Sunday, May 1, 2011

Milky Way: a Distance to the Galactic Center - 3

First attempts to estimate the distance to the galactic center

In the late 18th century William Herschel made an attempt to locate the position of Solar System in the Milky Way. His approach was that the center of the galaxy is the place with the highest concentration of stars and by locating such a region he can locate the center of our galaxy. So he looked at all directions and did not find any area of the sky that had a higher concentration of stars than any other area . Based on these observations Hershel concluded that the Earth (or rather the Solar System) must be in the center of our galaxy (HershelWeb). In the meantime, he discovered and catalogued over 2400 objects defined by him as nebulae and included in his famous 3 catalogues.
In 1906, Jacobus Kapteyn began a big project to find the size and the shape of Milky Way, which took him 16 years of intensive observations. He divided the visible sky into 206 zones, and with help of his colleagues from 40 observatories, he surveyed stars in these zones, analyzing their magnitudes, apparent brightness and proper motions. This project was the first coordinated statistical analysis in astronomy.
In 1922, the results of this study were finally published: our galaxy was 30,000 light years across, 6000 light years thick, and the Solar System located in its center. Kapteyn’s model of the Milky Way was commonly accepted as accurate for many years.
So the Earth as a member of Solar System was  again considered a special place – the center of our galaxy.
Note: while doing his study of proper motions, Kapteyn found that observed stars could be divided into two streams  one moving in almost opposite direction to another. These Kapteyn's data were the first evidence of the rotation of our Galaxy (KapteinWeb).
Harlow Shapley began his globular cluster survey in 1914, working on the largest telescope this time 60-inch giant at Mt. Wilson Observatory.
During his research, Shapley discovered the Cepheid variable stars in a large number of the globular clusters he observed. At that tome the period-luminosity relationship for Cepheids was just reported by Henrietta Swann Leavitt. Using her data Shapley determined the distances to 93 globular clusters (GCs) he observed. He found that the distribution of GCs was centered at about 15 kpc away from the Sun in the direction of the constellation Sagittarius by mapping out the three dimensional distribution of the clusters. This gave Shapley the idea that such massive objects as GCs should be centered at the galactic center. Shapley published his discovery in his "Big Galaxy" theory in 1918 (CudworthWeb).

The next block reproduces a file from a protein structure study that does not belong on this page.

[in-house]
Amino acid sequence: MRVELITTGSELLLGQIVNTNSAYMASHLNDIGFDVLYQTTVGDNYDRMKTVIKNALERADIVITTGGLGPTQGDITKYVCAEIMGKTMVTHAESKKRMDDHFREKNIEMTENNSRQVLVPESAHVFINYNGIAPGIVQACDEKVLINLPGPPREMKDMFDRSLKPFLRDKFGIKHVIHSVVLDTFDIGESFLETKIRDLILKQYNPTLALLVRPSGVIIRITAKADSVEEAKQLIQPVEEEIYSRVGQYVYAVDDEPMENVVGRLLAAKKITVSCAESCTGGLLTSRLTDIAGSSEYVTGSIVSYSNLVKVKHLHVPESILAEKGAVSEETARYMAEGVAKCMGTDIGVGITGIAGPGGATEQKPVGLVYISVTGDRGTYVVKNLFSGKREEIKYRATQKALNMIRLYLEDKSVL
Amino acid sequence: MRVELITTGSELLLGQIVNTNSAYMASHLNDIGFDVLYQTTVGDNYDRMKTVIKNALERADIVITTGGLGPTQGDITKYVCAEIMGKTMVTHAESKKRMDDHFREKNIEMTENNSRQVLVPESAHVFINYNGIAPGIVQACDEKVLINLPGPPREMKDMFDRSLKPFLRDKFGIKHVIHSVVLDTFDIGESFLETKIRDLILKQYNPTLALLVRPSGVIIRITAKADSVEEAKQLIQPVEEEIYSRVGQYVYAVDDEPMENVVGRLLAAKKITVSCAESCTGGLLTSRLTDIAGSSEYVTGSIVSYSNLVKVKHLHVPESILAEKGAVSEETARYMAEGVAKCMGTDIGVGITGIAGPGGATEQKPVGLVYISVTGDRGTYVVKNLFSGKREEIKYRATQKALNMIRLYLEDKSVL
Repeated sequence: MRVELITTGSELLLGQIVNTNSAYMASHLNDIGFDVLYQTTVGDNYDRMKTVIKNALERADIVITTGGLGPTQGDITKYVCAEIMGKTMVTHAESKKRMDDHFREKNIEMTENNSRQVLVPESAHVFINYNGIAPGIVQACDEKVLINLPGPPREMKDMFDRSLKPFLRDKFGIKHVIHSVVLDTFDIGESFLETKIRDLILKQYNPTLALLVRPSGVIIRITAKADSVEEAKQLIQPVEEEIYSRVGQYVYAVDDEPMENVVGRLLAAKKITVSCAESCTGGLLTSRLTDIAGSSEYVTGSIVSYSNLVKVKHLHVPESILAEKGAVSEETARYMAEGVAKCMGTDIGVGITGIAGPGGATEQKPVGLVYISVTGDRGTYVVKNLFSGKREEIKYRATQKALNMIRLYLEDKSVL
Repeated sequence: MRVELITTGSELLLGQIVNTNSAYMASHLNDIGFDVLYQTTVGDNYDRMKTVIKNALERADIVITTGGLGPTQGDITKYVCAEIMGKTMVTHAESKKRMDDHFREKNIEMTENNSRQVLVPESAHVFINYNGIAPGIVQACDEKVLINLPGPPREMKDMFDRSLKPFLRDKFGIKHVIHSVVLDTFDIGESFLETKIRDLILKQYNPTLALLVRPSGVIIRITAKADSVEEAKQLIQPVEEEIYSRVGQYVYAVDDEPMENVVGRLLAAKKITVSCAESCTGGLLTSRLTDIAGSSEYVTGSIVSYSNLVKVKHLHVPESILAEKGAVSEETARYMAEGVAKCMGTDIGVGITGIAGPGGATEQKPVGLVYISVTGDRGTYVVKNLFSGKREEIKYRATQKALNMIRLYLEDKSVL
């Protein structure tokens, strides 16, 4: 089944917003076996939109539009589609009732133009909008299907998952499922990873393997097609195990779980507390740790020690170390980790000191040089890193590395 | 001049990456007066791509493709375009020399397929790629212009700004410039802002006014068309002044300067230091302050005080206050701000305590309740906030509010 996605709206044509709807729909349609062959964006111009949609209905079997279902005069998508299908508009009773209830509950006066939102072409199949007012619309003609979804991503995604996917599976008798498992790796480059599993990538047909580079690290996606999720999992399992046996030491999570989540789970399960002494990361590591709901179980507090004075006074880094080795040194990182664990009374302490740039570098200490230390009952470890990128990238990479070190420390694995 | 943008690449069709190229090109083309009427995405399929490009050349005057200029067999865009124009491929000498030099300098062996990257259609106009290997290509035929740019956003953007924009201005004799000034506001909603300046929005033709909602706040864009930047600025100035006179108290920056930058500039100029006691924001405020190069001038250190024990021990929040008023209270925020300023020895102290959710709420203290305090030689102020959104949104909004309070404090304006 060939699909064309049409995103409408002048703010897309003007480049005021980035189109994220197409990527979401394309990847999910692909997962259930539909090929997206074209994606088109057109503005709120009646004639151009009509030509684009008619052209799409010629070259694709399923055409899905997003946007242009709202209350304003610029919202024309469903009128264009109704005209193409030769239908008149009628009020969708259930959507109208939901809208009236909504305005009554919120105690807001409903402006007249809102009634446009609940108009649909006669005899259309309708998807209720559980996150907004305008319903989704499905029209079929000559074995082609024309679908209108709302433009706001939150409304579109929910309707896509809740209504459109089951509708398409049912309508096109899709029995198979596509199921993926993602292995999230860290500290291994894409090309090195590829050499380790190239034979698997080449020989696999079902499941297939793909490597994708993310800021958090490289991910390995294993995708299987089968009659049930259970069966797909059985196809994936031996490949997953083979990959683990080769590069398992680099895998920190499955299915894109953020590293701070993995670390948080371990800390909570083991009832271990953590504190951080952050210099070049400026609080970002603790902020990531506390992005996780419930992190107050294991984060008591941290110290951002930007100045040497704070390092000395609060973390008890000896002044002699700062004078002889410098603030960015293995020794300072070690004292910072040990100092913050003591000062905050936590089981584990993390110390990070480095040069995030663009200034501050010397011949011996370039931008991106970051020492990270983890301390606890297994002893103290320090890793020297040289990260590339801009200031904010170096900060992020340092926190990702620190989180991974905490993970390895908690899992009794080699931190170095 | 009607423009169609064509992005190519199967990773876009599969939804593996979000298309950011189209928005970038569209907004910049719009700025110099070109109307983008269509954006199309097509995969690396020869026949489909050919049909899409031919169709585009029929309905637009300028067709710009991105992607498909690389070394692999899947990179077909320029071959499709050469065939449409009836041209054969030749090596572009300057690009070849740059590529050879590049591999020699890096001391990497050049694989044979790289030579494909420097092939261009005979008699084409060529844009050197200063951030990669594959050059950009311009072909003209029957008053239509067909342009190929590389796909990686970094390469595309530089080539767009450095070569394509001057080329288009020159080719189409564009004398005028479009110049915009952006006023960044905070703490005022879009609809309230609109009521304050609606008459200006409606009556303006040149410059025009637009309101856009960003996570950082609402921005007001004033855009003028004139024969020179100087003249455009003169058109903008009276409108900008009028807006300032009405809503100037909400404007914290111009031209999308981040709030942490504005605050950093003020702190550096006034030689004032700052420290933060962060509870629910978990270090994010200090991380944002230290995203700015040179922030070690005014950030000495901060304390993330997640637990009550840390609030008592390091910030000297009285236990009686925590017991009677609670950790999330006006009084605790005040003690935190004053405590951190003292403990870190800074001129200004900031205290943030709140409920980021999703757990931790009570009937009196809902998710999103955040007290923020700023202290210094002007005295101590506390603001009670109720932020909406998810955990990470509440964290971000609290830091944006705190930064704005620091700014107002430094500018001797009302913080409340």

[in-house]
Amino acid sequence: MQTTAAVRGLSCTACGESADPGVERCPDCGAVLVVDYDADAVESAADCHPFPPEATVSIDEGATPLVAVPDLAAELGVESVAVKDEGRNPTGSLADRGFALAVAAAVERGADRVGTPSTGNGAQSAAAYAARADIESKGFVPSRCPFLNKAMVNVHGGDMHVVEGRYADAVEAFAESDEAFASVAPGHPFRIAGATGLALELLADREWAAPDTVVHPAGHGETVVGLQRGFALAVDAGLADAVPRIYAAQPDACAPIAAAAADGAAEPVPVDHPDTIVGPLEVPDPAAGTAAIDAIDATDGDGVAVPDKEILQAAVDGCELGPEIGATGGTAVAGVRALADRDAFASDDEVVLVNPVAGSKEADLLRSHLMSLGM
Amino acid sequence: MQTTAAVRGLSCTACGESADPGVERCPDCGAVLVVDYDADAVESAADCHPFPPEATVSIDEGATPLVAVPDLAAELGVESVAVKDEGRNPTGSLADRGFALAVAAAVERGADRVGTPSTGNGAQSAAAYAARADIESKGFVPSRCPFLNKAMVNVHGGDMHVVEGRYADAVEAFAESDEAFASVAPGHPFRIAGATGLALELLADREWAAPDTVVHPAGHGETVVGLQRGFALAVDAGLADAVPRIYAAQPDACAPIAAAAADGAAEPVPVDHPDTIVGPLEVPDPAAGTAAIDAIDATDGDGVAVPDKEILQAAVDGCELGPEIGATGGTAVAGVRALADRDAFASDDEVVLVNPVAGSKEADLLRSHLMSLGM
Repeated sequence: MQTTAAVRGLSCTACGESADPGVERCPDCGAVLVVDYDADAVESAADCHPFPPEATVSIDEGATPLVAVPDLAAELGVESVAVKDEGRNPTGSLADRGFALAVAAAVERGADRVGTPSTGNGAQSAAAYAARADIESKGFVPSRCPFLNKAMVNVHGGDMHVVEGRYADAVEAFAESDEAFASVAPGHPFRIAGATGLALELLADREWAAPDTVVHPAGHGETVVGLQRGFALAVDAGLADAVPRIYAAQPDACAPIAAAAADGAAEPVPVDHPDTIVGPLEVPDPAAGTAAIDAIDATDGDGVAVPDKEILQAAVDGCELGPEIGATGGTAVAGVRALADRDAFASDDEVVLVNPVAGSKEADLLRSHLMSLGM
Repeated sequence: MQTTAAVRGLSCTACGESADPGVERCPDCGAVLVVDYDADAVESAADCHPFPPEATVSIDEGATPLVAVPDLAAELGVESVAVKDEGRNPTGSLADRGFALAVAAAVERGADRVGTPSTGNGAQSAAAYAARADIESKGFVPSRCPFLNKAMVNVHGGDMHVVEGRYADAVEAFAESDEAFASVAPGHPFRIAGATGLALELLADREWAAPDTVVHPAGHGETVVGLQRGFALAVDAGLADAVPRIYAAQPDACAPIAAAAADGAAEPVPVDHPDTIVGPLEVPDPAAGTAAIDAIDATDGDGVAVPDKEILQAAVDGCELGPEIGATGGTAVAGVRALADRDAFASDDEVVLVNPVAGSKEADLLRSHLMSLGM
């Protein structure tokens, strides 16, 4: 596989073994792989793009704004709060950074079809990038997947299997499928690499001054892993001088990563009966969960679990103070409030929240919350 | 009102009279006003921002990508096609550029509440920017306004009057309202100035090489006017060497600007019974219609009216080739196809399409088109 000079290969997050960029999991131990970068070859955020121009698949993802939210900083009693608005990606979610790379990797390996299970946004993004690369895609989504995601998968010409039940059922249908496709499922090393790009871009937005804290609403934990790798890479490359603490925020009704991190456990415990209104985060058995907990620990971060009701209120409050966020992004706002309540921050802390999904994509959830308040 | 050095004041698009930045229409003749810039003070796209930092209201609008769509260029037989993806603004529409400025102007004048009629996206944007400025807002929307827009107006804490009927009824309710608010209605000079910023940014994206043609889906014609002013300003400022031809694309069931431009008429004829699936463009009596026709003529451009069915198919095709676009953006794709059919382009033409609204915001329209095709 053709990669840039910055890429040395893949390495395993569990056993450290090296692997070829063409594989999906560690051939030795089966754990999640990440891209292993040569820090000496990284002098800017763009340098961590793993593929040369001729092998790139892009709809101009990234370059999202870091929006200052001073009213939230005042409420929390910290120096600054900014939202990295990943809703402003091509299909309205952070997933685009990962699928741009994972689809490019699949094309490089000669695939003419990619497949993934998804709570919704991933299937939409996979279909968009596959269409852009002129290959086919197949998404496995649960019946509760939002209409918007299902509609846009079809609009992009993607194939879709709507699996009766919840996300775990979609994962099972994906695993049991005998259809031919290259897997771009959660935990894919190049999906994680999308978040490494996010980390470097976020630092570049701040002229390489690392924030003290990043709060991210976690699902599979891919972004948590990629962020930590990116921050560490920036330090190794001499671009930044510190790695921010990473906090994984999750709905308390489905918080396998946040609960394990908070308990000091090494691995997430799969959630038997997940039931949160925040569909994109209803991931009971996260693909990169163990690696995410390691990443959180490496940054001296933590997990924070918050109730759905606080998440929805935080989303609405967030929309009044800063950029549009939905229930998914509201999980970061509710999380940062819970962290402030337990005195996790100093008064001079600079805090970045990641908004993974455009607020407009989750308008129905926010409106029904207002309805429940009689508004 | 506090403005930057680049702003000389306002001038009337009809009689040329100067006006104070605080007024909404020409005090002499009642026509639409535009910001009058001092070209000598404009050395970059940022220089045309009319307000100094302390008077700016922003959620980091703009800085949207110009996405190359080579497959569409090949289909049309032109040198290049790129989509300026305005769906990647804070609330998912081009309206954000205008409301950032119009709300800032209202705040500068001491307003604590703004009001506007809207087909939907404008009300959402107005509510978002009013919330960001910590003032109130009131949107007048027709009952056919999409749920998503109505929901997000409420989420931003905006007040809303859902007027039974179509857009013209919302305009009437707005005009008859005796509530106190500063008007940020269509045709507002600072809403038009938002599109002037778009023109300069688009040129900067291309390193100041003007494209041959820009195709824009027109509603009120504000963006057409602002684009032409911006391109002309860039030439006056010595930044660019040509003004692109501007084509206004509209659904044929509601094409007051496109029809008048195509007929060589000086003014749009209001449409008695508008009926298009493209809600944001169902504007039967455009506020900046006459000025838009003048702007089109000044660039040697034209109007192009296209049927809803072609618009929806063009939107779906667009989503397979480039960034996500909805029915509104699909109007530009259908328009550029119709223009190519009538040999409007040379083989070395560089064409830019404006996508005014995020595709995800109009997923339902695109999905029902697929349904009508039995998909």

A distribution of globular clusters around the center of Milky Way.

However Shapley's conclusions remained controversial at the beginning, they were eventually accepted by majority of astronomers, and his technique is still considered one of the primary means of determining the distance to the center of the Galaxy.
Jan Oort, while conducted research of the motion of stars in the vicinity of the Sun, found that stars exhibited differential rotation – stars closer to the center of the galaxy traveled at higher velocities than stars farther away from the center. In his paper published in 1927, he identified the center of the galaxy in constellation Sagittarius within 2° of Shapley’s estimate. The distance to the Galactic Center according to Oort was 10 kpc, which is much less than Shapley’s estimate (Oort 1970).
Similar studies in the 1970s and 1980s with much better data and absorption corrections yielded half shorter distances about 8 kpc.
Kapteyn, Shapley and Oort produce such divergent estimates of the distance to the galaxy center because at that time they did not have an important piece of information – the knowledge of interstellar extinction.
HershelWeb -
Oort, JH (1970), "Galaxies and the Universe: Properties of the universe are revealed by the rotation of galaxies and their distribution in space", Science 170 (3965): 1363–1370, 1970 Dec 25, Bibcode 1970Sci...170.1363O, doi:10.1126/science.170.3965.1363, PMID 17817459

Caldwell, J., & Coulson, I. (1987). Milky Way rotation and the distance to the galactic center from Cepheid variables The Astronomical Journal, 93 DOI: 10.1086/114393

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